Kombucha and Weight Loss

Kombucha is neither an appetite suppressant nor a meal replacement.

But the features of Kombucha make it a weight loss "weapon":

  • Strong detoxifying effect supports the liver that consequently has more capacity for working on fat.
  • Poor digestion is a common reason for weight gain. Kombucha helps with that.
  • Balances intestinal flora.
  • Regulates appetite (also helpful for underweight people!), reduces cravings.
  • Speeds up metabolism.

Kombucha is not the "new wonder diet" but America discovering an ancient remedy. None of this applies to store bought Kombucha!

When used for dieting, a glass of Kombucha like 30 minutes before dinner and lunch has shown the best results.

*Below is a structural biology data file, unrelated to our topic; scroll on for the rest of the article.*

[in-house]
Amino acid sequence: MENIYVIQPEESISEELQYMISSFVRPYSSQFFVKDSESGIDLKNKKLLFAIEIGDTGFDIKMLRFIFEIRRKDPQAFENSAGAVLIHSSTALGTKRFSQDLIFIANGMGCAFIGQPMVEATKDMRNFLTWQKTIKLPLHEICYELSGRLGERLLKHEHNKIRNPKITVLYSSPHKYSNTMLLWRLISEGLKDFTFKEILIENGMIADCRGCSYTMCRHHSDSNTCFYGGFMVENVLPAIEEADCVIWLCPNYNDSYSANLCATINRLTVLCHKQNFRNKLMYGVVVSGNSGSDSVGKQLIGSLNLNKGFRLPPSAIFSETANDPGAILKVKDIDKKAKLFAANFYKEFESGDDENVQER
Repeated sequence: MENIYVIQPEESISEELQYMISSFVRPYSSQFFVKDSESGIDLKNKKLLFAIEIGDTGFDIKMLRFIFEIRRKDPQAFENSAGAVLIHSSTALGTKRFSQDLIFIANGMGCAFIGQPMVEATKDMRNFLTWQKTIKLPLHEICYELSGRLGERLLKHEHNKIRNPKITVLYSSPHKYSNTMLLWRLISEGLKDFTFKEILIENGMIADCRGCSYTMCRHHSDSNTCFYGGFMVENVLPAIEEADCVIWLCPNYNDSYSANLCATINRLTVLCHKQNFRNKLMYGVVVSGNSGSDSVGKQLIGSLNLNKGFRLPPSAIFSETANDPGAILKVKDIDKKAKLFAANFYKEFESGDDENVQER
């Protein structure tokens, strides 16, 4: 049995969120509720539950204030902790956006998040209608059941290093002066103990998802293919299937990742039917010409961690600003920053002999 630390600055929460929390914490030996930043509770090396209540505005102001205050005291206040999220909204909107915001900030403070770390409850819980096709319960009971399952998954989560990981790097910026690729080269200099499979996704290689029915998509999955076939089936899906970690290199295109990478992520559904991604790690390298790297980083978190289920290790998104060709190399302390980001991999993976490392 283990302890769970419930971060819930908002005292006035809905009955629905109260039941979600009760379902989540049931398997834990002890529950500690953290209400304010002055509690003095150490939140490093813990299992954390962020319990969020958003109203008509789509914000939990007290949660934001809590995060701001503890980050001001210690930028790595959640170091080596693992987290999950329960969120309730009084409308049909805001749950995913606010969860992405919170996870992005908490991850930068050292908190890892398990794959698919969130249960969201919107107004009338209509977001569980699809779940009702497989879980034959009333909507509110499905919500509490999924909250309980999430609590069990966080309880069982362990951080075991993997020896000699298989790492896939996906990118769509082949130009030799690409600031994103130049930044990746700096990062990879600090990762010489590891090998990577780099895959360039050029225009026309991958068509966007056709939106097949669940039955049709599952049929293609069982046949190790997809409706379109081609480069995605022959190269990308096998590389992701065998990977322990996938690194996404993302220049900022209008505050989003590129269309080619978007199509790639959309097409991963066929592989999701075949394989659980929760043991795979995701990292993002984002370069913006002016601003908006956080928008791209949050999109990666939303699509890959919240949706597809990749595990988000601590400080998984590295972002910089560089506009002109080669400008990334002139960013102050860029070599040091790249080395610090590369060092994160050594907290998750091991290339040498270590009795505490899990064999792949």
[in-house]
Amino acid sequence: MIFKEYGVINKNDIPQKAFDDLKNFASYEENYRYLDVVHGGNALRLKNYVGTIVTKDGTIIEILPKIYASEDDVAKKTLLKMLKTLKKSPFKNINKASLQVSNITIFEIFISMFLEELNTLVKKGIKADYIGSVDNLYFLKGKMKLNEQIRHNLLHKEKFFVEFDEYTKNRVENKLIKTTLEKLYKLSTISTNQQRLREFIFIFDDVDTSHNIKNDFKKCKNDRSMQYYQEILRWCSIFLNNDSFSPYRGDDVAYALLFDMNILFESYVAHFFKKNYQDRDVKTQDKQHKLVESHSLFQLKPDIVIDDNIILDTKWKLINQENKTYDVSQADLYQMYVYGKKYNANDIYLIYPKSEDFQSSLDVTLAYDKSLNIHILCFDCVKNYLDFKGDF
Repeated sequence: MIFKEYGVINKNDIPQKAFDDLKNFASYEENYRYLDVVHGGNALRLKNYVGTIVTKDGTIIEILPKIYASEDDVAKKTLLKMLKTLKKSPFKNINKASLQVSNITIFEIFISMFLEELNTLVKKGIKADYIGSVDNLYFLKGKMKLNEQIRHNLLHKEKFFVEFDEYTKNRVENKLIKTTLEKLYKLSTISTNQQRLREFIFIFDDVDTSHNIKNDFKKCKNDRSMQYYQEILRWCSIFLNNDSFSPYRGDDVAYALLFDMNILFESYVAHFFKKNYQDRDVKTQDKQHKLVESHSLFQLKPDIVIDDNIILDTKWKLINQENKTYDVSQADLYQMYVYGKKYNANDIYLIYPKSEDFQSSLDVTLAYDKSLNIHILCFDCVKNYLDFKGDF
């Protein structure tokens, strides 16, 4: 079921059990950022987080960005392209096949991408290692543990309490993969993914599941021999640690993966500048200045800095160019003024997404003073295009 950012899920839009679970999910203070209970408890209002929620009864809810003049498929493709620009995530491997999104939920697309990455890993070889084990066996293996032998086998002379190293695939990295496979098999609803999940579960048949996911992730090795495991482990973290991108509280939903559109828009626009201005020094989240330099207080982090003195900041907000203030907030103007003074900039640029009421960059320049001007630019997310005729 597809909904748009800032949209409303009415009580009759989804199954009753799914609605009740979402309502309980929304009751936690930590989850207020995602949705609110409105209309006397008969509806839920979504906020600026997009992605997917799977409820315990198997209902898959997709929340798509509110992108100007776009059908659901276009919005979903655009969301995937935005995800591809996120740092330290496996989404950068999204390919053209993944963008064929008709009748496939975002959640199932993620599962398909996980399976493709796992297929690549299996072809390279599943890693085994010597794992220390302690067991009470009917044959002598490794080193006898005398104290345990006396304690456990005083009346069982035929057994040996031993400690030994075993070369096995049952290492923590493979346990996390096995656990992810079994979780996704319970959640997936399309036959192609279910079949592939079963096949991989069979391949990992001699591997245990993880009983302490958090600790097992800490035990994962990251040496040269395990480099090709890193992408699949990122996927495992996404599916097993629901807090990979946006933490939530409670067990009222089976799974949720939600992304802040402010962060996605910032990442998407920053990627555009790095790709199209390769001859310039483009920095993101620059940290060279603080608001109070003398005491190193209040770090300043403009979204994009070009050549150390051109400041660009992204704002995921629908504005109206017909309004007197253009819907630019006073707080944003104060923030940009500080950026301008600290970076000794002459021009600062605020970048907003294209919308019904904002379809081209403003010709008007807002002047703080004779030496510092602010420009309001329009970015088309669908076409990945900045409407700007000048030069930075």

Objectively, Kombucha is great and effective for losing weight. This is backed up by lots of real success stories by people who use it.

Give it a try. You will notice the positive effects within 2 days.

Making your own Kombucha

Kombucha is very easy to make at home. It is also very inexpensive and low maintenance. I do not recommend the overpriced ready-made drinks from supermarkets. First of all, vendors had to change the recipe to remove/standardize the insignificant amount of alcohol. Second, "real" Kombucha continues to ferment. To make sure that vendors offer a consistent quality - even if the drink sits on the shelf for months - they had to further tweak the drink.

Basically, the Kombucha sold in stores is not "alive" anymore. That makes me doubt that the positive benefits are still provided. Also, Kombucha drinks sold in stores are often overly sweet. They are pasteurized. Pasteurization kills beneficial micro-organisms.

Personally, I did not notice any positive effects from ready-made Kombucha I bought from stores and consumed in restaurants.